• Data Explorer Video Guide

Data explorer video tutorials

If you want to do deeper exploration of the Tracker data set, the Data Explorer is the place to go. In these nine short video tutorials, totalling just over 30 minutes, we explain all the main functions of the Data Explorer.

Please note, the Data Explorer software has been updated since these videos were recorded, so you’ll find some of the menu items have been moved, but the functionality remains unchanged.

1. Building and exporting a basic crosstab

Watch this tutorial first, for an overview of the workspace and how to build a simple crosstab.

Topics include: switching to full screen mode (0:40); defining question blocks (1:00); finding the ‘demographics’ question block (1:23); adding splits to your crosstab (1:38); using a brand performance variable (1:45); adding questions to your crosstab (2:05); selecting specific variables within boxes (2:20); generating your crosstab (3:11); changing the number of decimals (3:40); nesting variable splits (4:01); exporting your crosstab to Excel (4:50).

2. Adding base sizes and a ‘total’ column

Show how many respondents are in each of your splits to get a sense of statistical significance, and compare each of your splits to the full sample in the ‘total’ column.

Topics include: adding weighted base sizes (0:31); positioning your base sizes (0:44); reading base sizes (1:10); adding a ‘total‘ column (1:52); interpreting the ‘total’ column (2:35).

3. Showing time intervals and moving averages

Use the Data Explorer to see trends over time, and use moving averages to smooth out volatile results with low base sizes.

Topics include: adding time intervals as splits (0:40); choosing the time interval (0:47); changing the time interval (1:12); using moving averages (1:32); monthly splits with a three-month moving averages (2:10).

4. Analysing attitudes and behaviours

The Data Explorer can be used to compare anything with anything, so you can explore how attitudes or behaviours ‘predict’ other variables. This tutorial gives two very simple examples.

Topics include: the ‘Supporter motivations’ question block (0:33); choosing five levels of agreement (0:40); the ‘Preferred causes’ question block (0:48); ethical shopping by propensity to support causes (1:15); social media sharing by age band (1:54).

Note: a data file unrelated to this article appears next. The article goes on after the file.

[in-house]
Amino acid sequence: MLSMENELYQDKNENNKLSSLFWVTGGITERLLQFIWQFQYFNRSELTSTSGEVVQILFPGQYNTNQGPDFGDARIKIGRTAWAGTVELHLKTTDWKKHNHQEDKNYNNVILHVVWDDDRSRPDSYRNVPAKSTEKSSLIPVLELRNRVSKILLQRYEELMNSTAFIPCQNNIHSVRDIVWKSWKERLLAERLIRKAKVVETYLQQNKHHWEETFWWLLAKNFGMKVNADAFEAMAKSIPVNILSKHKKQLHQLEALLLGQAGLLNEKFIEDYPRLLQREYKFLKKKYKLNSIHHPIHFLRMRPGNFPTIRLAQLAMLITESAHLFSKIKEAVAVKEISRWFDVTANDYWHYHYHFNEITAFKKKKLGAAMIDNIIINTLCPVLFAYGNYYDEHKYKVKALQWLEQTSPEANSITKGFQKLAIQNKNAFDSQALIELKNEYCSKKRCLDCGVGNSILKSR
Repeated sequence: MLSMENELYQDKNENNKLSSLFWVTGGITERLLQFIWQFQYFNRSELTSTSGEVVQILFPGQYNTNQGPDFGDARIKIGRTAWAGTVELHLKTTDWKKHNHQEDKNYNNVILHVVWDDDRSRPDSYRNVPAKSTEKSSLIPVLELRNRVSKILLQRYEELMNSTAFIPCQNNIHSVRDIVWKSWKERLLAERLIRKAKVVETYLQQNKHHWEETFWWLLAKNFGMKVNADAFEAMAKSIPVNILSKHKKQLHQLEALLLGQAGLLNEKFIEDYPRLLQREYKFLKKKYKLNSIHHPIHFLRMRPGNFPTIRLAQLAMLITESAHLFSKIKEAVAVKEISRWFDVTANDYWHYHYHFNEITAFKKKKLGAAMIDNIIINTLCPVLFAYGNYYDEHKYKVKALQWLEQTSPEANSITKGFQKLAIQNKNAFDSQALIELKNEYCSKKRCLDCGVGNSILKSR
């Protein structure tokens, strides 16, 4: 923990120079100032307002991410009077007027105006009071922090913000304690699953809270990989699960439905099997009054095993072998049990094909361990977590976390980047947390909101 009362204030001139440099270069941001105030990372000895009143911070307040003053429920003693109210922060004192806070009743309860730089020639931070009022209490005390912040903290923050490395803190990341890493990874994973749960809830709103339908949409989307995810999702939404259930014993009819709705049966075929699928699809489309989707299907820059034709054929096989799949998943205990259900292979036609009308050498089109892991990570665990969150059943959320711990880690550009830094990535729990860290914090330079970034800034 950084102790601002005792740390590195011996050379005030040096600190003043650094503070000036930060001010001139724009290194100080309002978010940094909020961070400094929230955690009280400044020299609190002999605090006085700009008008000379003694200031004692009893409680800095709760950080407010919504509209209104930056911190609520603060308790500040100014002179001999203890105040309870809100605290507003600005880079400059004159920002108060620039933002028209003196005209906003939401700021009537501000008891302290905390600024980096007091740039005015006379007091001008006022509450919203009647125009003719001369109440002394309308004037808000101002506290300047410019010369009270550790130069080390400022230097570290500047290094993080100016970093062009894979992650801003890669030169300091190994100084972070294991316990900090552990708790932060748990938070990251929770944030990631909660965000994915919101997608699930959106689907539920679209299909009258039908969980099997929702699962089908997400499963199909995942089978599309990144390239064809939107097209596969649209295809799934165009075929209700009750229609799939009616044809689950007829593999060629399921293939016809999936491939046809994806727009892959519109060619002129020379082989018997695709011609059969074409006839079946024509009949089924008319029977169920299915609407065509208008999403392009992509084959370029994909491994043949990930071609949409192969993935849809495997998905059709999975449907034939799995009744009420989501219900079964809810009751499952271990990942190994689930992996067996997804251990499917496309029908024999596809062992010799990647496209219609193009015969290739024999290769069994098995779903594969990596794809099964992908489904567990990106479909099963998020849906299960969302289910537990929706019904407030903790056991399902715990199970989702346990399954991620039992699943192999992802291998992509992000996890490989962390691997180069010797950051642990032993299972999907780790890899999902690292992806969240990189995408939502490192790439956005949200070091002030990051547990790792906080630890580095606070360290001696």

5. Saving your crosstab

Save your crosstab to ‘Favourites’ so you don’t have to build it again from scratch. You can also share your crosstab with Eden Stanley if you need help with troubleshooting.

Topics include: reasons to save your crosstab (0:05); the ‘Favourites’ menu (0:28); giving your crosstab a name and description (0:34); sharing your crosstab (0:49); loading your crosstab from the ‘Favourites’ menu (1:13).

6. Applying filters to crosstabs

Filter your crosstabs to see results from a specific time period, or filter using any of the variables in the data set to zero in on specific audience groups.

Topics include: reasons to apply a time filter (0:25); applying a time filter (0:54); why you can only choose the last day of any given month (1:13); using a variable to filter your crosstab (1:55); filtering brand KPIs by respondent donation value (2:23).

7. Benchmarking your crosstab

Interpret your crosstabs more easily by using benchmarking scores to give context to the values, and see more readily the differences between your audience segments.

Topics include: defining benchmarking (0:09); why benchmarks are useful (0:27); benchmarking by percentage-point units (0:47); benchmarking by percentage share (1:45); why percentage share is generally more useful than percentage-points (2:32); benchmarking by index/conversion rate (3:04); showing only benchmarks (3:59).

8. Running a significance test

Test the statistical significance between columns or rows in your crosstabs to find out which values to pay attention to, and which to ignore.

Topics include: defining significance testing (0:08); running a significance test (0:43); interpreting a significance test (0:56); changing the significance (or confidence) level (1:53).

9. Ranking in crosstabs

Use ranking to compare values in your crosstabs. Ranking can help control for market trends, and show simply how your brand is performing relative to others.

Topics include: defining ranking (0:08); rank between columns to rank a comparator set over time (1:00); reasons for ranking between comparators (1:39); show only rank values (2:01); rank between columns to find your highest-performing period (2:12).

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